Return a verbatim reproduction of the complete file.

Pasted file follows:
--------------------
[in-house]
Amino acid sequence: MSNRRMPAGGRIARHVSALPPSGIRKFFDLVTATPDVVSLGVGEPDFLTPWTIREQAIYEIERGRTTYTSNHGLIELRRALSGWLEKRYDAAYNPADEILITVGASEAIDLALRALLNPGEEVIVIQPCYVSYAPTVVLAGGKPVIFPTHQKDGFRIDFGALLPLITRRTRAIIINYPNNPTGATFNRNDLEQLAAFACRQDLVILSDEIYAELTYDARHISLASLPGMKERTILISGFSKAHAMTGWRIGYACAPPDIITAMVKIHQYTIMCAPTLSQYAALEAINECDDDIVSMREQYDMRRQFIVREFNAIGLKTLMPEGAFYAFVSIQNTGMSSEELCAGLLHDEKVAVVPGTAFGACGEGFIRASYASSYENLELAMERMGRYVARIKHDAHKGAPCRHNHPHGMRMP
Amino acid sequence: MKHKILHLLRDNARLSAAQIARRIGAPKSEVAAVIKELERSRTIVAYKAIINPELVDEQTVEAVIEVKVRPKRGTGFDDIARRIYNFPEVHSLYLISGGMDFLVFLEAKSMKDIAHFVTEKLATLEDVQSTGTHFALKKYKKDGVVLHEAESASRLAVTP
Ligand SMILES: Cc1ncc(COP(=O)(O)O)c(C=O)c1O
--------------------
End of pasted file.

[in-house]
Amino acid sequence: MSNRRMPAGGRIARHVSALPPSGIRKFFDLVTATPDVVSLGVGEPDFLTPWTIREQAIYEIERGRTTYTSNHGLIELRRALSGWLEKRYDAAYNPADEILITVGASEAIDLALRALLNPGEEVIVIQPCYVSYAPTVVLAGGKPVIFPTHQKDGFRIDFGALLPLITRRTRAIIINYPNNPTGATFNRNDLEQLAAFACRQDLVILSDEIYAELTYDARHISLASLPGMKERTILISGFSKAHAMTGWRIGYACAPPDIITAMVKIHQYTIMCAPTLSQYAALEAINECDDDIVSMREQYDMRRQFIVREFNAIGLKTLMPEGAFYAFVSIQNTGMSSEELCAGLLHDEKVAVVPGTAFGACGEGFIRASYASSYENLELAMERMGRYVARIKHDAHKGAPCRHNHPHGMRMP
Amino acid sequence: MKHKILHLLRDNARLSAAQIARRIGAPKSEVAAVIKELERSRTIVAYKAIINPELVDEQTVEAVIEVKVRPKRGTGFDDIARRIYNFPEVHSLYLISGGMDFLVFLEAKSMKDIAHFVTEKLATLEDVQSTGTHFALKKYKKDGVVLHEAESASRLAVTP
Ligand SMILES: Cc1ncc(COP(=O)(O)O)c(C=O)c1O